As an undergraduate student, I was fortunate to be introduced to the discipline of art history by the very wonderful Dr. Robert Belton, currently Dean of the Faculty of Creative and Critical Studies at the University of British Columbia Okanagan. Dr. Bob, as he encourages his students to call him, has maintained an amazing passion and interest in teaching art history from a social and historical perspective that also incorporates careful attention to the many constituent aspects of the art objects themselves. And what Dr. Bob taught me that I now routinely share and incorporate into my own teaching and research is that at the most basic and fundamental level art historians routinely study the intersection of three key elements of visual art: FORM, CONTENT, and CONTEXT.
Fortunate for us, Dr. Bob took the time to write and publish his useful approach to the Elements of Art in an Online Handbook that anyone can consult free of charge. It is my pleasure to feature this fine resource and summarize the key definitions of form, content, and context (through direct quotes from the Handbook) that I encourage students to inventory with any visual work they encounter for research and exam study purposes.
Form means the constituent elements of a work of art independent of their meaning (e.g., the colour, composition, medium or size of a flag, rather than its emotional or national significance). Formal elements include primary features which are not a matter of semantic significance (i.e., which do not carry meaning the way a word does): these include colour, dimensions, line, mass, medium, scale, shape, space, texture, value, and their corollaries. The secondary features are the relations of the primary features with one another: these include balance, composition, contrast, dominance, harmony, movement, proportion, proximity, rhythm, similarity, unity, and variety.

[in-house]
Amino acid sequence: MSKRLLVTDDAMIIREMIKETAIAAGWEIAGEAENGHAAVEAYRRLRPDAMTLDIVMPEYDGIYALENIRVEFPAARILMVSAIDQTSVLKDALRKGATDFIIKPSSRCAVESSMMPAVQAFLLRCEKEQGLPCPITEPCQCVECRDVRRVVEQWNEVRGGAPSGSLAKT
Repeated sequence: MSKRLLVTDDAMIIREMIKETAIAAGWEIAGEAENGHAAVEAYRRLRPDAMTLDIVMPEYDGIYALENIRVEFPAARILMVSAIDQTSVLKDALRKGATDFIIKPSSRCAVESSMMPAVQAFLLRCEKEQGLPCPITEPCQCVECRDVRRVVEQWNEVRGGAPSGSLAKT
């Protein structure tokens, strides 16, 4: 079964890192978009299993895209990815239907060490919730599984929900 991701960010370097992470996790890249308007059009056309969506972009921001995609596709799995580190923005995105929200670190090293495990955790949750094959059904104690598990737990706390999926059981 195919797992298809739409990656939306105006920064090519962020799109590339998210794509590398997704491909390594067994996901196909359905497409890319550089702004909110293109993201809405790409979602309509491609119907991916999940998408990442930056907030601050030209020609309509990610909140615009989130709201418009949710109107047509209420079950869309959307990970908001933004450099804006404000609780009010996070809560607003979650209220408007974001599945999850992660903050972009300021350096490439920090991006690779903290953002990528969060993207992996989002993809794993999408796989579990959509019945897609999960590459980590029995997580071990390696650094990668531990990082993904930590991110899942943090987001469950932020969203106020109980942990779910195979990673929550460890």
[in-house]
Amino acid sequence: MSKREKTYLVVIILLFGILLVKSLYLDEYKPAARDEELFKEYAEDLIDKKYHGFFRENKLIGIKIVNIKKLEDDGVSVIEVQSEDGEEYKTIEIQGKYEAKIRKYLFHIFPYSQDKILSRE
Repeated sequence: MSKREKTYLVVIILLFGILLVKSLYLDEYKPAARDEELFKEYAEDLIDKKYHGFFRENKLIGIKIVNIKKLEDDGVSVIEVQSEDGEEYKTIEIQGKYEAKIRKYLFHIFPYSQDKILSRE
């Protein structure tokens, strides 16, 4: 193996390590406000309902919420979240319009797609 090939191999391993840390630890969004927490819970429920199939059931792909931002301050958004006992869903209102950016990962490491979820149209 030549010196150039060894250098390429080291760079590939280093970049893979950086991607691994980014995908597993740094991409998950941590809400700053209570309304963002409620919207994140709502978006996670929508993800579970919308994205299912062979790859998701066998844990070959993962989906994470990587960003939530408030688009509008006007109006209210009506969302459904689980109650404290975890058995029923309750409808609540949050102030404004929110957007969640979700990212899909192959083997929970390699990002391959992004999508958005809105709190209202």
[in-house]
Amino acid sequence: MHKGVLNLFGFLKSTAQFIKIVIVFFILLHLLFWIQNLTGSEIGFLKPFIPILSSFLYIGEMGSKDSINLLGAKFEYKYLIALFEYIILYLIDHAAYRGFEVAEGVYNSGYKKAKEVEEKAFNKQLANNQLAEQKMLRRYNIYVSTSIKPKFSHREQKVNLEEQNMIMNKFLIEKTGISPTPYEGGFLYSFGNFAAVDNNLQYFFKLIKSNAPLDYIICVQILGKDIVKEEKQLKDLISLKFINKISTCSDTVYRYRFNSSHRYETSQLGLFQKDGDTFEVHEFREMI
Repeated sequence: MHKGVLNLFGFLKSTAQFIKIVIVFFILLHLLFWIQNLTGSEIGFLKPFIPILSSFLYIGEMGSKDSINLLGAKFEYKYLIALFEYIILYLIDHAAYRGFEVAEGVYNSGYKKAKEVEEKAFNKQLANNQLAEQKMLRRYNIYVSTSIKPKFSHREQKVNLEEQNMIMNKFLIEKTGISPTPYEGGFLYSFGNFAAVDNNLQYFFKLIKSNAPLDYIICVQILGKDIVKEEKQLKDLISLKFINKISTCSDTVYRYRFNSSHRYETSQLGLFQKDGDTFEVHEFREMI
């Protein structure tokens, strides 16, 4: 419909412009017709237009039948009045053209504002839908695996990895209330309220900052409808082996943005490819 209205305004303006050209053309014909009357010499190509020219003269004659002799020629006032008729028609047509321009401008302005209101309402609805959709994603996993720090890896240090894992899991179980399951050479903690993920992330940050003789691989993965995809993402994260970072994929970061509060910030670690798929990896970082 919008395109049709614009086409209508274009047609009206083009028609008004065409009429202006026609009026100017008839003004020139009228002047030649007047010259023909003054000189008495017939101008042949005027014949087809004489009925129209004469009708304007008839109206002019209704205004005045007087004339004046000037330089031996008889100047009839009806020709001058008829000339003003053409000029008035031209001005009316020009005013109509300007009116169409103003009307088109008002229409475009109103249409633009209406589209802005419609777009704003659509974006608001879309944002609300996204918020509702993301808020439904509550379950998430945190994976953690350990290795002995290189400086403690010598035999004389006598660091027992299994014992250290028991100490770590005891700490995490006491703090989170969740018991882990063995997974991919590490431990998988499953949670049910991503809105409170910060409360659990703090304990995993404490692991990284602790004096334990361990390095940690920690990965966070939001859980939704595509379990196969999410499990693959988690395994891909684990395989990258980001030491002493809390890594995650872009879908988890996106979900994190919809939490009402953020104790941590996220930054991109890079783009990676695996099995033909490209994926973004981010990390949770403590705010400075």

There is less consensus here. Some distinguish "subject matter" from "content" - - i.e., denotations vs. connotations, more or less -- while others prefer terms like "meaning" vs. "significance." To simplify matters, content means "message," however that message may be organized…The primary content is the simplest way of taking inventory of what you see, as in literal images; straightforward subjects and imagery; and describable facts, actions, and/or poses. You might think, "what you see is what you get." …The secondary content includes things which push "what you see" into "what you understand," so to speak.
Context means the varied circumstances in which a work of art is (or was) produced and/or interpreted… Conventional wisdom would have it that primary context is that pertaining to the artist, although there are equally good reasons to assert the primacy of historical and material conditions of production, as in Marxism. Primary context is thus that which pertains to the artist: attitudes, beliefs, interests, and values; education and training; and biography.Secondary context is that which addresses the milieu in which the work was produced: the apparent function of the work at hand; religious and philosophical convictions; sociopolitical and economic structures; and even climate and geography, where relevant.